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Should I Sue for Medical Malpractice?

By Andrew Chow, Esq. | Last updated on

Should you sue for medical malpractice? It's one way to get compensation for medical mistakes and omissions, but there are many factors for you and your medical malpractice attorney to consider.

In fact, "the great majority of patients who sustain a medical injury as a result of negligence do not sue," a 2006 study in the New England Journal of Medicine reported. But when patient-victims do sue and win, payouts can be substantial.

So what should you ask yourself before pursuing a lawsuit? Here are four general considerations:

1. Whom can you sue?

Should you sue for medical malpractice, a wide range of defendants may be involved. Doctors, nurses, and other medical professionals can all potentially be held liable for injuries due to their own negligence.

Hospitals, surgical centers, and other health-care facilities can also be sued for their employees’ mistakes — which is why they often classify medical staff as “independent contractors” to avoid liability.

If your injury is due to medicine or defective equipment, drug companies and medical device makers can also be sued.

2. What can you sue for?

Medical professionals are commonly sued for negligence, or breaching a duty of professional care. This can stem from misdiagnosis, errors in treatment, or mistakes made during surgery.

Medical-device and drug companies are often hit with product liability claims that allege defects or a failure to warn about known side effects.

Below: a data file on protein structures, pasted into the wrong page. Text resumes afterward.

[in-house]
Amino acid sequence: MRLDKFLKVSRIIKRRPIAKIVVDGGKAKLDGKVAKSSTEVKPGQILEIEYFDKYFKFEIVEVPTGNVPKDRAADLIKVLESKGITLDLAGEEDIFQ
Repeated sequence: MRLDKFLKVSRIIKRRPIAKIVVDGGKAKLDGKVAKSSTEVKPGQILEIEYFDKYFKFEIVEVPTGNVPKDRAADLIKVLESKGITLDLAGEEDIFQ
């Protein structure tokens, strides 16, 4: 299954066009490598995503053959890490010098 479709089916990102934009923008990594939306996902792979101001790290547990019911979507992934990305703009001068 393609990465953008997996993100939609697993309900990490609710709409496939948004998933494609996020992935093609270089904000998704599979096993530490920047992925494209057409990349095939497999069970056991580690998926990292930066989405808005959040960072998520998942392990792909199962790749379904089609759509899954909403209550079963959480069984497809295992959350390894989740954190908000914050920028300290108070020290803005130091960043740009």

3. What must you prove?

Proving medical malpractice often requires expert witnesses to testify about the appropriate standard of care. In some egregious cases, like when a sponge is left inside a patient after surgery, a legal theory called res ipsa loquitur allows a jury to infer that negligence occurred.

Suits against device and drug makers may require investigation into the production of the product in question.

4. Other factors to consider.

Each state’s statute of limitations for medical malpractice suits is different, so don’t delay in filing a claim. Some states cap damage awards in malpractice cases, especially if you’re suing a state entity. Like other types of lawsuits, medical malpractice cases are often settled out of court.

In fact, malpractice settlements led to larger average payouts, the study in the New England Journal of Medicine found. Of course, should you sue for medical malpractice, consulting with a local malpractice attorney can be your best bet for recovery.

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